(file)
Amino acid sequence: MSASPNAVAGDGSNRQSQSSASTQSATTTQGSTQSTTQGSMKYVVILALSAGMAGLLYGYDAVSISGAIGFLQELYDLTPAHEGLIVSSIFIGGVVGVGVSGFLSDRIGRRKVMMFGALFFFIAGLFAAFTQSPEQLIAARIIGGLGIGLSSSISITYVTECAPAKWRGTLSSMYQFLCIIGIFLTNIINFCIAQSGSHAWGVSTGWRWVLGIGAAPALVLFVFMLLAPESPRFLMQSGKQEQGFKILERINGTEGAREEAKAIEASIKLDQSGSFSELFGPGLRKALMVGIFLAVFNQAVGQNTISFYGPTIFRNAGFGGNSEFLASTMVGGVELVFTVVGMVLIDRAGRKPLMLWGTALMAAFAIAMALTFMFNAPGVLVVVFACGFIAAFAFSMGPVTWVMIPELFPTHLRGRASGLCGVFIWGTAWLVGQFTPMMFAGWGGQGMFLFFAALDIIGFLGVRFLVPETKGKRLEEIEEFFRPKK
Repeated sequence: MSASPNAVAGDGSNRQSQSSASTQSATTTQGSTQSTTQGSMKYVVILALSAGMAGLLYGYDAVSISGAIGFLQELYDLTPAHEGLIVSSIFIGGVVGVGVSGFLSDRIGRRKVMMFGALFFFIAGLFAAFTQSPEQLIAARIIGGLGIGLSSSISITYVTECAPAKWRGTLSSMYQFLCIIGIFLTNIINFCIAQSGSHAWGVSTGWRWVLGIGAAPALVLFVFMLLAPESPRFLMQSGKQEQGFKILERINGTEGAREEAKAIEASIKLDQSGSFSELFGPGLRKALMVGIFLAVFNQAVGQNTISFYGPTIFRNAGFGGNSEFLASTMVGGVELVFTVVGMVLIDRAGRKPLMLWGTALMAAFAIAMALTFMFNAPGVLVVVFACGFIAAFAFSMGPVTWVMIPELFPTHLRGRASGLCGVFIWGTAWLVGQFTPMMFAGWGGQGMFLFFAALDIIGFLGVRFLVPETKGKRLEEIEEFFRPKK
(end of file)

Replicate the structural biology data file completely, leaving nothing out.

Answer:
Amino acid sequence: MSASPNAVAGDGSNRQSQSSASTQSATTTQGSTQSTTQGSMKYVVILALSAGMAGLLYGYDAVSISGAIGFLQELYDLTPAHEGLIVSSIFIGGVVGVGVSGFLSDRIGRRKVMMFGALFFFIAGLFAAFTQSPEQLIAARIIGGLGIGLSSSISITYVTECAPAKWRGTLSSMYQFLCIIGIFLTNIINFCIAQSGSHAWGVSTGWRWVLGIGAAPALVLFVFMLLAPESPRFLMQSGKQEQGFKILERINGTEGAREEAKAIEASIKLDQSGSFSELFGPGLRKALMVGIFLAVFNQAVGQNTISFYGPTIFRNAGFGGNSEFLASTMVGGVELVFTVVGMVLIDRAGRKPLMLWGTALMAAFAIAMALTFMFNAPGVLVVVFACGFIAAFAFSMGPVTWVMIPELFPTHLRGRASGLCGVFIWGTAWLVGQFTPMMFAGWGGQGMFLFFAALDIIGFLGVRFLVPETKGKRLEEIEEFFRPKK
Repeated sequence: MSASPNAVAGDGSNRQSQSSASTQSATTTQGSTQSTTQGSMKYVVILALSAGMAGLLYGYDAVSISGAIGFLQELYDLTPAHEGLIVSSIFIGGVVGVGVSGFLSDRIGRRKVMMFGALFFFIAGLFAAFTQSPEQLIAARIIGGLGIGLSSSISITYVTECAPAKWRGTLSSMYQFLCIIGIFLTNIINFCIAQSGSHAWGVSTGWRWVLGIGAAPALVLFVFMLLAPESPRFLMQSGKQEQGFKILERINGTEGAREEAKAIEASIKLDQSGSFSELFGPGLRKALMVGIFLAVFNQAVGQNTISFYGPTIFRNAGFGGNSEFLASTMVGGVELVFTVVGMVLIDRAGRKPLMLWGTALMAAFAIAMALTFMFNAPGVLVVVFACGFIAAFAFSMGPVTWVMIPELFPTHLRGRASGLCGVFIWGTAWLVGQFTPMMFAGWGGQGMFLFFAALDIIGFLGVRFLVPETKGKRLEEIEEFFRPKK